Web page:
The N-terminal acetyltransferase NatA is a heterodimeric complex consisting of a catalytic subunit (Naa10/ARD1) and an auxiliary subunit (Naa15). NatA co-translationally acetylates the N termini of a wide variety of nascent polypeptides. In addition, Naa10 can act independently to posttranslationally acetylate a distinct set of substrates, notably actin. Recent structural studies of Naa10 have also revealed the molecular basis for N-terminal acetylation specificity. Surprisingly, recent reports claim that Naa10 may also acetylate lysine residues of diverse targets, including methionine sulfoxide reductase A, myosin light chain kinase, and Runt-related transcription factor 2...
March 4, 2016: Journal of Biological Chemistry
Hongju Yang, Qian Li, Jie Niu, Bai Li, Dejun Jiang, Zhihua Wan, Qingmei Yang, Fei Jiang, Ping Wei, Song Bai
miRNAs have been shown to play pivotal roles in the establishment and progression of colon cancer, but their underlying mechanisms are not fully understood. N-acetyltransferase NAA10 participates in many cellular processes, including tumorigenesis. Here we showed that miR-342-5p and miR-608 suppressed the tumorigenesis of colon cancer cells in vitro and in vivo by targeting NAA10 mRNA for degradation. Overexpression of miR-342-5p or miR-608 decreased NAA10 mRNA and protein levels and thereby suppressed cell proliferation, migration, and cell-cycle progression, as well as promoted apoptosis in SW480 and SW620 cells...
January 19, 2016: Oncotarget
Jillian P Casey, Svein I Støve, Catherine McGorrian, Joseph Galvin, Marina Blenski, Aimee Dunne, Sean Ennis, Francesca Brett, Mary D King, Thomas Arnesen, Sally Ann Lynch
We report two brothers from a non-consanguineous Irish family presenting with a novel syndrome characterised by intellectual disability, facial dysmorphism, scoliosis and long QT. Their mother has a milder phenotype including long QT. X-linked inheritance was suspected. Whole exome sequencing identified a novel missense variant (c.128 A > C; p.Tyr43Ser) in NAA10 (X chromosome) as the cause of the family's disorder. Sanger sequencing confirmed that the mutation arose de novo in the carrier mother. NAA10 encodes the catalytic subunit of the major human N-terminal acetylation complex NatA...
2015: Scientific Reports
Line M Myklebust, Svein I Støve, Thomas Arnesen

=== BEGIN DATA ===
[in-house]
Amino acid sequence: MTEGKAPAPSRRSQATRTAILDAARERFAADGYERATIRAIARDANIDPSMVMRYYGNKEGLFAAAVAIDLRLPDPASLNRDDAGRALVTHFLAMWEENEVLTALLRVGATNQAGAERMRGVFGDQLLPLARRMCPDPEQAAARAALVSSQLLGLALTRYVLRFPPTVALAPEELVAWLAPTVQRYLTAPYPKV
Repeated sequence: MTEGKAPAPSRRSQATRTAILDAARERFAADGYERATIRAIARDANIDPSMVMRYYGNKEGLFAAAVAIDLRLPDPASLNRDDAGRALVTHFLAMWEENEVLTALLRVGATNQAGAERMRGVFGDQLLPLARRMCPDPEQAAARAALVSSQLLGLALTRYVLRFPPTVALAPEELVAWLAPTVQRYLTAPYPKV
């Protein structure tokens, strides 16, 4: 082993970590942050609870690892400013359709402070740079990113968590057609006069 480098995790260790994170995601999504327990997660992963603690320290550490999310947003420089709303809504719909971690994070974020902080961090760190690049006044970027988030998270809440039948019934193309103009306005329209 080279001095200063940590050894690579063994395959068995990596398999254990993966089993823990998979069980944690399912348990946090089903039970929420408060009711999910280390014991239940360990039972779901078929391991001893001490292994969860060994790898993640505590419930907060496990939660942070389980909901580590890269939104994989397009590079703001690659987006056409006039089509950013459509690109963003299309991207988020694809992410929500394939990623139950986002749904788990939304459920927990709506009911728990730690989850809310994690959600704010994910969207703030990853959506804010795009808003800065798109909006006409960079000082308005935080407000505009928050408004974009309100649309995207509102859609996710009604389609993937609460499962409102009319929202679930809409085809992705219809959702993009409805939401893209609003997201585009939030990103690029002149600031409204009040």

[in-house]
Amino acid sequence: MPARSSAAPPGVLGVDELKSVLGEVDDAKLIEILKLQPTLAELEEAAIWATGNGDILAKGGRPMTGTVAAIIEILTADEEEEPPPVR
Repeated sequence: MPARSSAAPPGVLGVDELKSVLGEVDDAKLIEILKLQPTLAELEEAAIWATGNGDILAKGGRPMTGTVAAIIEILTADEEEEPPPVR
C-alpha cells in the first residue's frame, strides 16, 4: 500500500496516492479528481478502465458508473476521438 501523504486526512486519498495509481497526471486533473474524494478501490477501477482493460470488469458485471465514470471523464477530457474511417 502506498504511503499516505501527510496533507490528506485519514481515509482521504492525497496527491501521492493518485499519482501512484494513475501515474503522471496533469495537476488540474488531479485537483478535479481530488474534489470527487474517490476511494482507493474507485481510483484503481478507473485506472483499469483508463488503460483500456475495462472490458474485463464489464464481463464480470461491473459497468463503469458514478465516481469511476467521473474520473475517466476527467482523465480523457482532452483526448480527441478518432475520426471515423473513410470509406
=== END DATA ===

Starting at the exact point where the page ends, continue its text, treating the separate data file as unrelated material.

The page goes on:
No abstract text is available yet for this article.
October 27, 2015: Oncotarget
Rasmus Ree, Line M Myklebust, Puja Thiel, Håvard Foyn, Kari E Fladmark, Thomas Arnesen
N-terminal acetylation, catalysed by N-terminal acetyltransferases (NATs), is among the most common protein modifications in eukaryotes and involves the transfer of an acetyl group from acetyl-CoA to the α-amino group of the first amino acid. Functions of N-terminal acetylation include protein degradation and sub-cellular targeting. Recent findings in humans indicate that a dysfunctional Nα-acetyltransferase (Naa) 10, the catalytic subunit of NatA, the major NAT, is associated with lethality during infancy...
2015: Bioscience Reports
Max J Dörfel, Gholson J Lyon
N-terminal acetylation (NTA) is one of the most abundant protein modifications known, and the N-terminal acetyltransferase (NAT) machinery is conserved throughout all Eukarya. Over the past 50 years, the function of NTA has begun to be slowly elucidated, and this includes the modulation of protein-protein interaction, protein-stability, protein function, and protein targeting to specific cellular compartments. Many of these functions have been studied in the context of Naa10/NatA; however, we are only starting to really understand the full complexity of this picture...
August 10, 2015: Gene
Line M Myklebust, Petra Van Damme, Svein I Støve, Max J Dörfel, Angèle Abboud, Thomas V Kalvik, Cedric Grauffel, Veronique Jonckheere, Yiyang Wu, Jeffrey Swensen, Hanna Kaasa, Glen Liszczak, Ronen Marmorstein, Nathalie Reuter, Gholson J Lyon, Kris Gevaert, Thomas Arnesen
The X-linked lethal Ogden syndrome was the first reported human genetic disorder associated with a mutation in an N-terminal acetyltransferase (NAT) gene. The affected males harbor an Ser37Pro (S37P) mutation in the gene encoding Naa10, the catalytic subunit of NatA, the major human NAT involved in the co-translational acetylation of proteins. Structural models and molecular dynamics simulations of the human NatA and its S37P mutant highlight differences in regions involved in catalysis and at the interface between Naa10 and the auxiliary subunit hNaa15...
April 1, 2015: Human Molecular Genetics